We affectionately call him Pyro but this man will stay up to the wee hours of the morning making sure someone playing Cult of the Deep is having fun and even hosts games of Cult of the Deep outside of conventions. He is very personable and is a big advocate of the game. A great cheerleader and I hope everyone can have one as good as Pyro.

Cult of the Deep for me was a series of immediate firsts. From the moment I first saw the theme and layout pictured in a random discord post, I was immediately interested to get lost in it. As someone who already enjoys deception, I immediately wanted to play along the fine line of this new unique social intrigue. Once I first read the opening rituals, I immediately wanted to experiment with them. From my first dice roll to the end of my first turn…I immediately was hooked. Cult of the Deep has rapidly shot to the top of my favourite games and I can’t wait to get my hands on a physical copy. The art is beautiful. The gameplay well balanced and no two games are ever the same. Add to this the nature of the designers that immediately made me think ‘I like this guy’ and I might as well be in an actual Cult, it’s only a matter of time until someone brings the Kool-Aid.”

Summing It Up

Those first followers can come from a variety of places: mutual friends, conventions, Facebook, Discord, Twitter, and a whole slew of other places. We have a few more who have been very supportive and I can count on them for anything. One is from a local board game design group, a good friend of mine now. Another used to play video games with me all the time. Anywhere you meet people who like or play board games, you have a chance to meet your first followers. However, the common thread that I am seeing is they need to be invested in you as a person and it takes time. You need to find ways to reach out to people outside of just playing your game. Play other games with them. Start an online board game night. Enjoy your time in the hobby and you will meet other people and eventually your first followers.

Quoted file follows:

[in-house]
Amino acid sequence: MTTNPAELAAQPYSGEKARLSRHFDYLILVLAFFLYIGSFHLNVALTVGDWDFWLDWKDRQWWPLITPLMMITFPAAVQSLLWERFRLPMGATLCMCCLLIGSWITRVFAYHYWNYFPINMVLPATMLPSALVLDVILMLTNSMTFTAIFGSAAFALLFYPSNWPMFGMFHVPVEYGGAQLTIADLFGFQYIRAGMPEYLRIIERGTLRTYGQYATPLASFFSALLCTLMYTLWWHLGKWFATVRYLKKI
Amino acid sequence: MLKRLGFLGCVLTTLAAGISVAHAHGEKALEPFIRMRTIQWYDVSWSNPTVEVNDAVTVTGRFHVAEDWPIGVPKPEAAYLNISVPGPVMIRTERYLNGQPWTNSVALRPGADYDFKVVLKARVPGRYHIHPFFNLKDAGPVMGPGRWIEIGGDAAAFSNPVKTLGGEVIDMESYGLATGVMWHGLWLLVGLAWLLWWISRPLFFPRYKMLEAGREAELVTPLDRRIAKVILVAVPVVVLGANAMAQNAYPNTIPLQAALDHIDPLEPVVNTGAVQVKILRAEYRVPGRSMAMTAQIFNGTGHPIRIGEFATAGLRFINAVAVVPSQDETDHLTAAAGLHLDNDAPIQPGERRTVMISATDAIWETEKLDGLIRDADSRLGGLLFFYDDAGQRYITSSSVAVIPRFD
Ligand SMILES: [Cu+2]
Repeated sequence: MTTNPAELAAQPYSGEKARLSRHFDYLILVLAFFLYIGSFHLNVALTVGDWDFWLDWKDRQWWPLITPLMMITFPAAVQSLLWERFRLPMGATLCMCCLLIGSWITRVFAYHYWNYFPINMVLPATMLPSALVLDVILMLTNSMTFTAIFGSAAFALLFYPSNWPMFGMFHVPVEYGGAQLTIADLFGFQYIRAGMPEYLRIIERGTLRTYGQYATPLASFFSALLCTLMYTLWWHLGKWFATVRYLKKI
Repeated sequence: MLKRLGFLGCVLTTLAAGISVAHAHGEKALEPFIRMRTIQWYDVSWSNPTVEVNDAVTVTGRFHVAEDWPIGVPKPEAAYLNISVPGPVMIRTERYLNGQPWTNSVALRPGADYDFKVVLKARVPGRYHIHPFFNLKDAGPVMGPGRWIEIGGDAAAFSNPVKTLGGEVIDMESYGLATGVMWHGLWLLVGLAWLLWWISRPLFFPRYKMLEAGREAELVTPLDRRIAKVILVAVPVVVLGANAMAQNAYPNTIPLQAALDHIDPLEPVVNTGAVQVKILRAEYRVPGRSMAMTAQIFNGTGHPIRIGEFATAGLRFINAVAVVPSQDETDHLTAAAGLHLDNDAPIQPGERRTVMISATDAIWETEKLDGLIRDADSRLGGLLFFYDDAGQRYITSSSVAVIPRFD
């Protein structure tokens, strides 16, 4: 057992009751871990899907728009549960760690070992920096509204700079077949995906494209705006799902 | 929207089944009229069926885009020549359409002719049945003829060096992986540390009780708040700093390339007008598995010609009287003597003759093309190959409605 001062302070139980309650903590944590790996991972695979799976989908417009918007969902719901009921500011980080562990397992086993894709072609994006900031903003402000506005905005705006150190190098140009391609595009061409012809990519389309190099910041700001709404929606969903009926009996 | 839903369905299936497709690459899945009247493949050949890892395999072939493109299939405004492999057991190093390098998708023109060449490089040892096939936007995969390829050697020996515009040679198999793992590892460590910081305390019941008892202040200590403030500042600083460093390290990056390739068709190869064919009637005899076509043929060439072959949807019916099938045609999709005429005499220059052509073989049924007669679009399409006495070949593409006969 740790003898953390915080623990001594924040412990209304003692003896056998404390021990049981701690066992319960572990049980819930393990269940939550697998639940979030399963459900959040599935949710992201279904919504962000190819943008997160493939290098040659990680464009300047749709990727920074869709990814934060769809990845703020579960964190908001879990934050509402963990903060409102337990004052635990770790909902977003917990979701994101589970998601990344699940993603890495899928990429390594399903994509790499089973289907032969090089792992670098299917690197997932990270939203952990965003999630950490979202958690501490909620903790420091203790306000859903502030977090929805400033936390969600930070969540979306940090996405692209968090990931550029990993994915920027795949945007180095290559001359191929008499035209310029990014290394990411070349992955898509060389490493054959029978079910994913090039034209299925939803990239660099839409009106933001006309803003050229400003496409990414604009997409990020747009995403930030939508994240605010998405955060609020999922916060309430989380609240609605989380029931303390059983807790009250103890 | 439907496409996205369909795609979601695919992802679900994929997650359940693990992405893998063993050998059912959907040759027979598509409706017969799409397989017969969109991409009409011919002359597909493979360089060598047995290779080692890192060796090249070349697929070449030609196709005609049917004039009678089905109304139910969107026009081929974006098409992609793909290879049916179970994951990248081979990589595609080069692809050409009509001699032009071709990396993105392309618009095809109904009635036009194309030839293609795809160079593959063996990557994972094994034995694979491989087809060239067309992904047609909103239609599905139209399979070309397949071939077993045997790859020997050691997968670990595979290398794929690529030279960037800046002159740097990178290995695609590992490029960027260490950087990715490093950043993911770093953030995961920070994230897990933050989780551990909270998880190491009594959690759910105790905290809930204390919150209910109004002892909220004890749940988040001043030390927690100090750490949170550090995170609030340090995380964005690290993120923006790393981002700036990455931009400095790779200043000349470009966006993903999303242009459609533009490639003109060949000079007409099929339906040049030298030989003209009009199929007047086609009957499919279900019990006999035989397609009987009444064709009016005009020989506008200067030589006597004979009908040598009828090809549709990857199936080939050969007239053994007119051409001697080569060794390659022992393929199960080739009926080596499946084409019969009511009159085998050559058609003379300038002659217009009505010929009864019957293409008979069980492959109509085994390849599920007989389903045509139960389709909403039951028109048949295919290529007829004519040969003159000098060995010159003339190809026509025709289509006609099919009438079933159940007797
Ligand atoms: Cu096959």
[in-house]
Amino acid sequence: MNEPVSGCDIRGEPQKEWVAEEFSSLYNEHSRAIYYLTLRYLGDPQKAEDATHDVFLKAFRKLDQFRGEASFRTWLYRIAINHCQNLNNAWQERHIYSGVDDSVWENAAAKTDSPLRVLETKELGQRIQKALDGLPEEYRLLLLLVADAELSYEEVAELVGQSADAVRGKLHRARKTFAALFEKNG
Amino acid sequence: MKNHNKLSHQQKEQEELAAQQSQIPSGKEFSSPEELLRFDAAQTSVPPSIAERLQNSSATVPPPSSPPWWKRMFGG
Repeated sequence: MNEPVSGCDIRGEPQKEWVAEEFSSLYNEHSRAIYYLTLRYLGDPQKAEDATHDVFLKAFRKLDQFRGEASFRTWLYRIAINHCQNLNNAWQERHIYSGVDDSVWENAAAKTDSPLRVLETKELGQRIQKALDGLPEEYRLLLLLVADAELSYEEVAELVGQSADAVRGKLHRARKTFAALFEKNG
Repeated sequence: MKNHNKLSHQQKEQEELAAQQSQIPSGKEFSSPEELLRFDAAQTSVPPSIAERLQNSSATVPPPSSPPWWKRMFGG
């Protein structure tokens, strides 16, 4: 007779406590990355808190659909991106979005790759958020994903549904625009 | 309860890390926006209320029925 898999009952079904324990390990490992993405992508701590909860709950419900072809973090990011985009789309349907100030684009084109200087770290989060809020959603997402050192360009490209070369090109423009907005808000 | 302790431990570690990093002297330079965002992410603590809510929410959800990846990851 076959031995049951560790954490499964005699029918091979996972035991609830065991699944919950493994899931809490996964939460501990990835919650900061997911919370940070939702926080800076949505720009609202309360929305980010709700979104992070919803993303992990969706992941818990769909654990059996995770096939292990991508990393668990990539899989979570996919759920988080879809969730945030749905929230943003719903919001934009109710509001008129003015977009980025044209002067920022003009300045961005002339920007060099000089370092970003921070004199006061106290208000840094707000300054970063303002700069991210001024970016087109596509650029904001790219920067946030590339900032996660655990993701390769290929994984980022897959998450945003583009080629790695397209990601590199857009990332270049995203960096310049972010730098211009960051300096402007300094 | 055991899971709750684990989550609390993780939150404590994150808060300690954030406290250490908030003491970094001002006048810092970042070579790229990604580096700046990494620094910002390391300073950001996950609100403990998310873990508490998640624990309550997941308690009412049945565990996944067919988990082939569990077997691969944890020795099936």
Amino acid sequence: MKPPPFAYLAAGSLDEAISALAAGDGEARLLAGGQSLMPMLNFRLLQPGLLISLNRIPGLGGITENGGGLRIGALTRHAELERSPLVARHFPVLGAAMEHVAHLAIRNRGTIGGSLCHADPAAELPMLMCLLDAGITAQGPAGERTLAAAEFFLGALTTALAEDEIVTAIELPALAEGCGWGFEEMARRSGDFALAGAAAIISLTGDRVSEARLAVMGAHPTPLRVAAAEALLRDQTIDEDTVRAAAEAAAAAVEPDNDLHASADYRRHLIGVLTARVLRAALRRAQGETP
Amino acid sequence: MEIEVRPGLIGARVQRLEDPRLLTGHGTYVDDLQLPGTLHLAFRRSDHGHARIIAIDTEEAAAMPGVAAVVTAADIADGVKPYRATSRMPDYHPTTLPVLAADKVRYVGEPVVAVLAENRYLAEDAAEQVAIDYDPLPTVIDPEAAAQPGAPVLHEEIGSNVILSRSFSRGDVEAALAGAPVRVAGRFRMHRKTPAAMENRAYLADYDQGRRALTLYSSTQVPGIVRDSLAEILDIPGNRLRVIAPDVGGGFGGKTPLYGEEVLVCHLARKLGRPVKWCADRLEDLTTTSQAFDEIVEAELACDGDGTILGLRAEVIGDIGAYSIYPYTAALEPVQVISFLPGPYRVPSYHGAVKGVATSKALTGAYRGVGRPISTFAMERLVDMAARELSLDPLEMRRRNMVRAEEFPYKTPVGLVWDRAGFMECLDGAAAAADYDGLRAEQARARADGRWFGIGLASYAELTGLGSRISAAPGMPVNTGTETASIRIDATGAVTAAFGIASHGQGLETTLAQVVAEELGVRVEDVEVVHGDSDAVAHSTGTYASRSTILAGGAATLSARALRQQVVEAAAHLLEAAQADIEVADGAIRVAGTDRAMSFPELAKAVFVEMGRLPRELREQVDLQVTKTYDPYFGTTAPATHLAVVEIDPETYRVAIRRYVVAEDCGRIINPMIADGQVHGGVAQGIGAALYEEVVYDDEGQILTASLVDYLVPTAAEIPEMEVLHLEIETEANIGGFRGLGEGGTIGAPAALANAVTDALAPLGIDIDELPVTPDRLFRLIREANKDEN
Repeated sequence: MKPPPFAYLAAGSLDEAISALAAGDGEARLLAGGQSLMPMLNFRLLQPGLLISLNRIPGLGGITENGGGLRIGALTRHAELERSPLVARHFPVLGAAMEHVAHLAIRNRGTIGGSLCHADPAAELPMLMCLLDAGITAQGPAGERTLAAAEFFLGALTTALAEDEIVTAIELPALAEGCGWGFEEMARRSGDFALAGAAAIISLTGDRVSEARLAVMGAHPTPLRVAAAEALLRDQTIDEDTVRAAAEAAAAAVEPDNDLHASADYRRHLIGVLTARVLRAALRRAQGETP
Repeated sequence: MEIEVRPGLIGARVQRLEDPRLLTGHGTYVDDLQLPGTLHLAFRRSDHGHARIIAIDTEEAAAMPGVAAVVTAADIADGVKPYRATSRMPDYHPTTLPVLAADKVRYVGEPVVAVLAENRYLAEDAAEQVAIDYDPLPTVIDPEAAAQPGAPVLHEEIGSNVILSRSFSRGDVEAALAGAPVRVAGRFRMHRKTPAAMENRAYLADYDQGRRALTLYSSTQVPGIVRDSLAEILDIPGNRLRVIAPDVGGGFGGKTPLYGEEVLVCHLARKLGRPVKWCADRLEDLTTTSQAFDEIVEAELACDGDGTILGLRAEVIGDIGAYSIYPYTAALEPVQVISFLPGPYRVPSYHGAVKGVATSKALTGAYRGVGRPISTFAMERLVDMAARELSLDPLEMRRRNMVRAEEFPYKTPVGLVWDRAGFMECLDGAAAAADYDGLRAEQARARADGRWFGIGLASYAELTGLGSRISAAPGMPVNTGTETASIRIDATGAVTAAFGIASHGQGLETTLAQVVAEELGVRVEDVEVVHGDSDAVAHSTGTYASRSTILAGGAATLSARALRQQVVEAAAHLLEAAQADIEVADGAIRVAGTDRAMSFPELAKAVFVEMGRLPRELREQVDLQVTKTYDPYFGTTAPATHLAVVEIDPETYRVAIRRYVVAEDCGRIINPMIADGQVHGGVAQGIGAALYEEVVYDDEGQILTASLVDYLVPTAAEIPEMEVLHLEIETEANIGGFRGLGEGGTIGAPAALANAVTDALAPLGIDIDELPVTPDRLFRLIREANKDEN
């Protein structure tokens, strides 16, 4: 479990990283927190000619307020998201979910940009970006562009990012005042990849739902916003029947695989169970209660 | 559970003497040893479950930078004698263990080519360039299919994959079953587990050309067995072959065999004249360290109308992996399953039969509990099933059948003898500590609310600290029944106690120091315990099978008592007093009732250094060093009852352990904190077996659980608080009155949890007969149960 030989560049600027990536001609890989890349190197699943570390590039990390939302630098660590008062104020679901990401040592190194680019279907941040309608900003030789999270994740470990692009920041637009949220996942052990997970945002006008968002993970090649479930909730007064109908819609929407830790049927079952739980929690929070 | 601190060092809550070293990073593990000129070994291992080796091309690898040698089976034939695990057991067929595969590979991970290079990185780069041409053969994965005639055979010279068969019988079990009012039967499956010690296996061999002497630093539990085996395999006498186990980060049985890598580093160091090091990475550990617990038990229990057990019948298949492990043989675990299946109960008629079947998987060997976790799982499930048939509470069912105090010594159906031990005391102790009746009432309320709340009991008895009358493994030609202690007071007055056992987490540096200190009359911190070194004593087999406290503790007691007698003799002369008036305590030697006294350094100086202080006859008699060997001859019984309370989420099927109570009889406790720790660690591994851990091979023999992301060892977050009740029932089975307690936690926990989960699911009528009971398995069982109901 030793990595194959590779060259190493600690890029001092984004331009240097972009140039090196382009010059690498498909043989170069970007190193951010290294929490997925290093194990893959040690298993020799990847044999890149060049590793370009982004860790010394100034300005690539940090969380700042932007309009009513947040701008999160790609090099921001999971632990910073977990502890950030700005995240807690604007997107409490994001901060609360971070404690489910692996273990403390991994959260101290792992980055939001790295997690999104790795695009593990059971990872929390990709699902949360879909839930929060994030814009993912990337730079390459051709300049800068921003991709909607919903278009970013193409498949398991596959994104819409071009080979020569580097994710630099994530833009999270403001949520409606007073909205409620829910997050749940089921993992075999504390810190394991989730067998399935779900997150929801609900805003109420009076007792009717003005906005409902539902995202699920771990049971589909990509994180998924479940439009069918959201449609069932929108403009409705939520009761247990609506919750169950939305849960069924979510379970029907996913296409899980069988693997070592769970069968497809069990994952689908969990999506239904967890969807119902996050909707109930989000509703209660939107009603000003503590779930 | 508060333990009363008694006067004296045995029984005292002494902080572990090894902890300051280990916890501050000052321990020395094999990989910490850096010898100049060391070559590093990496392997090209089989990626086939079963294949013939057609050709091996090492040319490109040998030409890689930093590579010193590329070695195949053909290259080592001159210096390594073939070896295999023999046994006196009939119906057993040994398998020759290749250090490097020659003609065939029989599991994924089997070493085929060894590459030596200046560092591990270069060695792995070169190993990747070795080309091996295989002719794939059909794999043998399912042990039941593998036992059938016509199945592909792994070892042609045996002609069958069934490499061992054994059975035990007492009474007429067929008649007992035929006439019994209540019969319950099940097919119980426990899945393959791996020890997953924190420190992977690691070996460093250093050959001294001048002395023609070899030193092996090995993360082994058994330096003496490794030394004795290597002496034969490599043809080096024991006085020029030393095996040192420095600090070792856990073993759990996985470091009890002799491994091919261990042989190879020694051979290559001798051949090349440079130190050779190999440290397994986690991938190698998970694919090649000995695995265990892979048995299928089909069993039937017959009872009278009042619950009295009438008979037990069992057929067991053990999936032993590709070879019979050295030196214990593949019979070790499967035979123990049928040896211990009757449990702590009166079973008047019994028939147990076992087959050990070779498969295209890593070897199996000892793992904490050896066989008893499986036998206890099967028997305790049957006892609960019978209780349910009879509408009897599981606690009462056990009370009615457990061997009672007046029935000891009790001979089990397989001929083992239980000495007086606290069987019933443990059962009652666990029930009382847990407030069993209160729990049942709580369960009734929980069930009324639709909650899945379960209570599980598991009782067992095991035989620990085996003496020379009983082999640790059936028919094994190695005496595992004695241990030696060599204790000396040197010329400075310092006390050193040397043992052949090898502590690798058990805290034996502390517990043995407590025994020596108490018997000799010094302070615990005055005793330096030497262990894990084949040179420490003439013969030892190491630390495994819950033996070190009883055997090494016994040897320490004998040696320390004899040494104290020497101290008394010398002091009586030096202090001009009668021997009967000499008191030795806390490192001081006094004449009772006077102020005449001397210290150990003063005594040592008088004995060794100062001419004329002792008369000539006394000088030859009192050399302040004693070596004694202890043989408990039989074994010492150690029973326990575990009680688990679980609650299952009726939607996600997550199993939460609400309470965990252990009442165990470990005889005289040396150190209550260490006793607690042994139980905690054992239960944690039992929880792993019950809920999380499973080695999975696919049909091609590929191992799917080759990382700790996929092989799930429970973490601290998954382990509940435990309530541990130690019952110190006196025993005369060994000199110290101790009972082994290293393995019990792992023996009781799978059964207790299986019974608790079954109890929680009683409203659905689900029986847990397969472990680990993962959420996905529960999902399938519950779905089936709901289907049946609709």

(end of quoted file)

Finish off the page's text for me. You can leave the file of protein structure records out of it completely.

Being A First Follower

Ed “Duke of BAzlandia”

So I am not personally much good at trying to figure out where to obtain these wonderful people. I think most people have experience with being a first follower. Everyone at some point in their life has been one. This may seem to be a claim that is unrealistic but if you stop and think, it is true. Everyone hasn’t necessarily been involved in big or trendy things, but I would dare say everyone can think to a time where a friend or family member expressed an idea or a project that they wished to pursue and you lent your support to that project or idea. Why is this important? I think not only are first followers special in that they bring others to the “cause” but also the support they provide the project and the creator/creators. So this brings us to three things we can do to be a great first follower.